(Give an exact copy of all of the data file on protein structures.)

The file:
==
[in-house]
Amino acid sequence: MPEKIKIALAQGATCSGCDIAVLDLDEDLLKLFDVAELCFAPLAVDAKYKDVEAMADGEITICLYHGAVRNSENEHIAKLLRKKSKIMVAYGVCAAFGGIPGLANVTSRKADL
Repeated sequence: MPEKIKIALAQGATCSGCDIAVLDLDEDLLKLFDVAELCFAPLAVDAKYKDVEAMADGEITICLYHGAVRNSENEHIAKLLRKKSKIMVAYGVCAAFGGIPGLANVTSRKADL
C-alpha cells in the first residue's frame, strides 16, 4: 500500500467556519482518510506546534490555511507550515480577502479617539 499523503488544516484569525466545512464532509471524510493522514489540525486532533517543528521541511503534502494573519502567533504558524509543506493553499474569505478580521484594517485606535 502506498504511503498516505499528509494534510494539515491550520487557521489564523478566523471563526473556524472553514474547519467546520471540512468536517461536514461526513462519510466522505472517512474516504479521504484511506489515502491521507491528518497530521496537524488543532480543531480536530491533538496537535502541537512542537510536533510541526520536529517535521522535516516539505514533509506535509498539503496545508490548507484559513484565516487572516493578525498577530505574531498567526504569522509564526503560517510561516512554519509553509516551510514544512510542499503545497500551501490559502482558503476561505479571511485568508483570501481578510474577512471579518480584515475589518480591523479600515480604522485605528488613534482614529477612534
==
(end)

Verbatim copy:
[in-house]
Amino acid sequence: MPEKIKIALAQGATCSGCDIAVLDLDEDLLKLFDVAELCFAPLAVDAKYKDVEAMADGEITICLYHGAVRNSENEHIAKLLRKKSKIMVAYGVCAAFGGIPGLANVTSRKADL
Repeated sequence: MPEKIKIALAQGATCSGCDIAVLDLDEDLLKLFDVAELCFAPLAVDAKYKDVEAMADGEITICLYHGAVRNSENEHIAKLLRKKSKIMVAYGVCAAFGGIPGLANVTSRKADL
C-alpha cells in the first residue's frame, strides 16, 4: 500500500467556519482518510506546534490555511507550515480577502479617539 499523503488544516484569525466545512464532509471524510493522514489540525486532533517543528521541511503534502494573519502567533504558524509543506493553499474569505478580521484594517485606535 502506498504511503498516505499528509494534510494539515491550520487557521489564523478566523471563526473556524472553514474547519467546520471540512468536517461536514461526513462519510466522505472517512474516504479521504484511506489515502491521507491528518497530521496537524488543532480543531480536530491533538496537535502541537512542537510536533510541526520536529517535521522535516516539505514533509506535509498539503496545508490548507484559513484565516487572516493578525498577530505574531498567526504569522509564526503560517510561516512554519509553509516551510514544512510542499503545497500551501490559502482558503476561505479571511485568508483570501481578510474577512471579518480584515475589518480591523479600515480604522485605528488613534482614529477612534